Rep. Cori Bush promptly torched after claiming ‘black people still aren’t free’ to celebrate July 4: ‘This land is stolen’

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Freshman Rep. Cori Bush (D-Mo.), a member of the so-called “Squad” of far-left House Democrats, triggered a tsunami of backlash Sunday when she said Independence Day is not about celebrating freedom for all Americans.

What did Bush say?

According to Bush, America is a “stolen land,” black people “aren’t free,” and when people declare that Independence Day is about celebrating freedom, they mean for white people only.

“When they say that the 4th of July is about American freedom, remember this: the freedom they’re referring to is for white people. This land is stolen land and Black people still aren’t free,” Bush said.

Bush routinely publicly espouses far-left progressive ideas. Just last month, Bush celebrated the passage of a bill that made Juneteenth a nation holiday by demanding reparations.

What was the reaction?

Bush’s remarks drew predictably sharp criticism and prompt rebuke from every corner of the internet.

  • “Singlehandedly, @CoriBush has dishonored every Black person who ever fought for this nation, sprinkled a little Marxism into the mix, and lied about the history of America.
    Well done, Democrats. Well done,” congressional candidate Buzz Patterson
    said.
  • “I’m black and I’m pretty free, always have been. As far as I can recall neither me nor my father were slaves. So I’ll celebrate my freedom and this country that gave it to me,” one person responded.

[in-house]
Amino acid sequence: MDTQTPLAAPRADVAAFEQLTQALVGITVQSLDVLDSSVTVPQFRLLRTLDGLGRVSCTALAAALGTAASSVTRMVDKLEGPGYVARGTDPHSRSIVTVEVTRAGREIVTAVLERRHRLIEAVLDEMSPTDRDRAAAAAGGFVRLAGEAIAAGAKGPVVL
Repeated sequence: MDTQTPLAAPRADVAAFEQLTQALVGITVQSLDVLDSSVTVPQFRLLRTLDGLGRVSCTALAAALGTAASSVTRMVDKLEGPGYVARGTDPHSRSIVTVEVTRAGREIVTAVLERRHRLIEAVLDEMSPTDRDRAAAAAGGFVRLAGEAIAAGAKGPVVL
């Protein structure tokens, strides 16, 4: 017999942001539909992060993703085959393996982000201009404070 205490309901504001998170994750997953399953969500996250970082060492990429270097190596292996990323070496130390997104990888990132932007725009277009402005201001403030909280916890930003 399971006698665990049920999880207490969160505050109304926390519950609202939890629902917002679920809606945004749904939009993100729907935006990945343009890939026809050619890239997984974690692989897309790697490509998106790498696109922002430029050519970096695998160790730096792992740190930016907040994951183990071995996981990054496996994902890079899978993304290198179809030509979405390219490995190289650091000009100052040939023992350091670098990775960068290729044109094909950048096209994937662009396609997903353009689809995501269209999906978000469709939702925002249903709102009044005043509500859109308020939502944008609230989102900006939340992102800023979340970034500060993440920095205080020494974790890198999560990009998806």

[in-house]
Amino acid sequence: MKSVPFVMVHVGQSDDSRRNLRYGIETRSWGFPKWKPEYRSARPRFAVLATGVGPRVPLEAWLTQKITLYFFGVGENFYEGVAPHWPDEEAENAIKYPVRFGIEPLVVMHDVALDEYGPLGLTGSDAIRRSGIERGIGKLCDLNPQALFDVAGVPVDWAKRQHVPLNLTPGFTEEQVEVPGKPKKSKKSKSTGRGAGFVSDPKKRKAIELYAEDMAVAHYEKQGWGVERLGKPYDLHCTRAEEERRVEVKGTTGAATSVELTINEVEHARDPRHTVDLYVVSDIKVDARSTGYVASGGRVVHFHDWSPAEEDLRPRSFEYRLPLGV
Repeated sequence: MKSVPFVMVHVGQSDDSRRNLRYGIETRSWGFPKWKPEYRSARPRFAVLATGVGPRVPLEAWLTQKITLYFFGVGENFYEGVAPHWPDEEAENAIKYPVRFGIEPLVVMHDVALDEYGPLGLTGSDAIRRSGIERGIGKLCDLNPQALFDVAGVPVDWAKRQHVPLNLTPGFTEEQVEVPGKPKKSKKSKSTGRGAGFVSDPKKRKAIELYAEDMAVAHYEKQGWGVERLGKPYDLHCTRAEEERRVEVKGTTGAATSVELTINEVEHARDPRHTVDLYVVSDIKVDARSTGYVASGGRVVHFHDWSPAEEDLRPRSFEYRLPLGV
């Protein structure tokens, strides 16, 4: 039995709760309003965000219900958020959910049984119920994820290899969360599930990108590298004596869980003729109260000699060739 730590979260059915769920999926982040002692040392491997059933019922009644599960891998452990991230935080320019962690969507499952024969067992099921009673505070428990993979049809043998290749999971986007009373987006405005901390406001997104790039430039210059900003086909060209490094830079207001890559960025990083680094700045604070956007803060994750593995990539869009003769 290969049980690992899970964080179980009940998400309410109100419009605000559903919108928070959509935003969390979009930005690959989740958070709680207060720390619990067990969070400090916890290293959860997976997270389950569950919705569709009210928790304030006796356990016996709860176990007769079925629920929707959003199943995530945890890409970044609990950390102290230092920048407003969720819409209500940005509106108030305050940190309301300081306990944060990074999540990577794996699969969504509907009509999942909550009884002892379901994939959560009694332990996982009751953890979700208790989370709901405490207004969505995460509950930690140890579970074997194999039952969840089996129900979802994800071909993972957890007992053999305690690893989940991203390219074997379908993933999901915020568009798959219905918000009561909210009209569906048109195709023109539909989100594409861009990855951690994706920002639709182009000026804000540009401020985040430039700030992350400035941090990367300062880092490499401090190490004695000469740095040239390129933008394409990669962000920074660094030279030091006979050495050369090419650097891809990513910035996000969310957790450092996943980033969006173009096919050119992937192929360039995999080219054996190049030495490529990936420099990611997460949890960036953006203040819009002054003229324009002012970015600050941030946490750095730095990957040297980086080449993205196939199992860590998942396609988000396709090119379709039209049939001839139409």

• “Black people aren’t free? Your district hasn’t had a white representative in over 50 years. You, a black woman, went from being a nurse to being elected to one of the highest offices in the country. How much more freedom are you looking for?” one person pointed out.
  • “‘I’m so oppressed’ says the black congresswoman who makes $174,000 a year,” one person mocked.
  • “You’re an elected member of the United States House of Representatives. You’re not only free, you’re one of the privileged.
    Have some self awareness,” Washington Examiner editor Jay Caruso
    said.
  • “If you believe this, the moral thing to do would be to leave for a more virtuous country where black people are free and the land wasn’t stolen. Maybe there you’ll be able to run for political office,” commentator Allie Beth Stuckey said.
  • “How did you get elected in a white nation?” lawyer Harmeet Dhillon questioned.
  • “Call me crazy but I feel like if you weren’t free you wouldn’t be in congress,” another person joked.
  • “America is so awesome even people who aren’t free can get elected to the United States Congress! America F— Yeah!” radio host Erick Erickson said.
  • “If you said this in my ancestral country of india you would be torn to shreds, and would never be elected to their highest leglislativr (sic) body. Show some respect for the country that gave u the chance to be a congresswoman,” another person said.
  • “Awful take, particularly from an elected official.
    The freedom this country provides is intended for everyone.
    That we have fallen far short of this ideal does not invalidate it; it just means we all need to work harder to make it true,” one person
    suggested.

Bush has not yet responded to the criticism.

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Source: The Blaze

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